It's funny, each of the posts here addresses all of the issues you'll want to address so, basically, take them all to heart and investigate each one thoroughly.
Assuming your equipment is in proper working order, the things that have been beneficial for me:
1. Get properly fitted. Even if it's not your bike, these are simply adjustments made to the bike - nothing undoable. Your legs (quadriceps) could be firing at the wrong time - that will make a HUGE difference. It will cost you between $50-$100 to get professionally fitted and take about 1-2 hours to do at your LBS.
2. Lighten your bike as much as possible without sacrificing safety. My bike weighs about 15lbs, give or take an ounce or two. Most of this is common sense stuff - don't carry two water bottles (I hardly even drink 1/4 of mine on a 30 miles ride), don't eat a heavy meal before you ride (if you ride in the afternoon, avoid heavy meals (e.g. lots of starches, sugars or carbs) before you ride - it'll just make you lethargic) and don’t bog yourself down with food items. If you get hungry while you ride, take just one PowerBar, or something equally diminutive, to munch on.
3. Make sure your tires are properly inflated.
4. Ride in as aggressive a position as possible. Don't slouch on your bike, but definitely try to lean into the wind. Don't think it's a big difference? Just put your hand out the window of your car at 20 miles per hour and hold it up like you're signaling someone to stop. See how much of a difference that makes vs. just angling it to about a 20 or 30 degree angle forward.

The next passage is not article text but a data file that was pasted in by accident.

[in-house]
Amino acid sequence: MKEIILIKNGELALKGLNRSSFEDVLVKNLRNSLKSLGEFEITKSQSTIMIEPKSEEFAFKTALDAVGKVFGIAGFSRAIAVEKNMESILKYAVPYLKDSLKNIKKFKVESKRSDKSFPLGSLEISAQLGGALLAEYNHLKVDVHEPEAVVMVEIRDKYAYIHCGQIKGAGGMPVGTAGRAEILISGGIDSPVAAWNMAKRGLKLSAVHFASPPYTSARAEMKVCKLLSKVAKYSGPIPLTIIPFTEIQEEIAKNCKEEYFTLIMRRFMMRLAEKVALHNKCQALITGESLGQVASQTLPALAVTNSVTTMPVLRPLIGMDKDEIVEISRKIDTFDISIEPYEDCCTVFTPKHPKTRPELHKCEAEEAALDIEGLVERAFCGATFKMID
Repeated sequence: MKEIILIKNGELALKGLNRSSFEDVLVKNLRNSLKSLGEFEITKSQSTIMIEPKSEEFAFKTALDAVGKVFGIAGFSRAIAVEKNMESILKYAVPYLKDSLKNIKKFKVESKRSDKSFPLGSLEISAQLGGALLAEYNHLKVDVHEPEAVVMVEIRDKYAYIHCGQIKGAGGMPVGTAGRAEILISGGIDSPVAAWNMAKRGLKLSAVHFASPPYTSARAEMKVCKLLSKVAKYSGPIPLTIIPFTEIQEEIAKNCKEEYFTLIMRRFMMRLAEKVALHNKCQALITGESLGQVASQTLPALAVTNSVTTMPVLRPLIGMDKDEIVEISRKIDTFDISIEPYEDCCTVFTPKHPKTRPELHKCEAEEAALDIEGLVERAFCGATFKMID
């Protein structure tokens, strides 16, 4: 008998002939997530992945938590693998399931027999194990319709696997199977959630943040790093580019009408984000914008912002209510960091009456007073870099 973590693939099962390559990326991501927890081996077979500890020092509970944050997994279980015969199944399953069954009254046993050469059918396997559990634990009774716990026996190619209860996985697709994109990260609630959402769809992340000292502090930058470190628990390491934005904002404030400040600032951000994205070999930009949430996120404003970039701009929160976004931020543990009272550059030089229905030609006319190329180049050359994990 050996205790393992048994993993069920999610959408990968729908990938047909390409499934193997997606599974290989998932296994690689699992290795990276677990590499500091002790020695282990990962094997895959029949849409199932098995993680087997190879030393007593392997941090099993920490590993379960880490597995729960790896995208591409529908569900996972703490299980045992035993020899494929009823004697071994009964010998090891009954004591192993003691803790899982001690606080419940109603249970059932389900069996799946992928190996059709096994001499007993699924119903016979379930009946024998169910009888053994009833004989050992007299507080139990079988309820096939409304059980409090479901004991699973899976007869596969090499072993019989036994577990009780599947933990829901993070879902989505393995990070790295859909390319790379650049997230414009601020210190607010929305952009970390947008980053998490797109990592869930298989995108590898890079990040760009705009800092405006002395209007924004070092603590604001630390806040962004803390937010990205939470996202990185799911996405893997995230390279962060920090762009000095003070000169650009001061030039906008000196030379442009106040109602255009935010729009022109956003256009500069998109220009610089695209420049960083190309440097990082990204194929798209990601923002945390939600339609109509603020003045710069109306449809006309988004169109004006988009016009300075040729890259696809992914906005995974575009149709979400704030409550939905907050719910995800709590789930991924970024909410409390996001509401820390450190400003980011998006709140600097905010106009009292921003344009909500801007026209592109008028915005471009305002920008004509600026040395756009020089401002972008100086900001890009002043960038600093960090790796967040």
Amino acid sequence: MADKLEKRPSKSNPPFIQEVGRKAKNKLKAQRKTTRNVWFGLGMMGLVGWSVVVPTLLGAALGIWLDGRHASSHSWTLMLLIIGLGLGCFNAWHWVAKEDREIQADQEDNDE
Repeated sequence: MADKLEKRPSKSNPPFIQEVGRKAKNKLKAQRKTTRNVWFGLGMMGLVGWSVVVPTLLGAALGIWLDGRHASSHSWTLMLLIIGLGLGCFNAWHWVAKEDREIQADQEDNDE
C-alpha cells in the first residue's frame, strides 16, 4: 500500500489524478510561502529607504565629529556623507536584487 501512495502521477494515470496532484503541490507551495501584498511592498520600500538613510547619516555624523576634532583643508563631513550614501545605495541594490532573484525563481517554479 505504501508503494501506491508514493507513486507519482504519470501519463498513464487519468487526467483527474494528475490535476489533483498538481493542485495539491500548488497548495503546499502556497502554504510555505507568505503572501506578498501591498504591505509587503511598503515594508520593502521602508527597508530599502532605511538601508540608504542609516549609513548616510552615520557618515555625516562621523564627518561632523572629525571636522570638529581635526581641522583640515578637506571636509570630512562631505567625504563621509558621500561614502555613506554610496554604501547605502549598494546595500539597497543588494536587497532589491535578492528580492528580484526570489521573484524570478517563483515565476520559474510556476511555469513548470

5. Do walking lunges in the gym with as heavy as weight as you can that won't negatively affect your form. Of everything I've done, this has been one of the two things that has helped me the most (see number 6). I usually do walking lunges with the 60 or 70lb dumbbells for three sets of 20 reps, each time I go to the gym.
6. Drink a good quality protein shake after each ride and for the next 24 hours with each meal. That goes hand-in-hand with number 5.
7. As always, watch the others you ride with. Notice what gears they're in and their cadence - try to match.
8. If you have a mountain bike, you can pedal your little heart out and still not be able to keep up with a road cyclist leisurely zipping along. Mountain bikes are made for climbing steep hills slowly. Road bikes are made for speed – plain and simple. If you're riding a mountain bike, look to borrow a friend's road bike and I suspect you'll see some vaguely familiar blurs, known as your cycling buddies, as you whiz by them!
Take care and ride safe!
| current weight: 204.8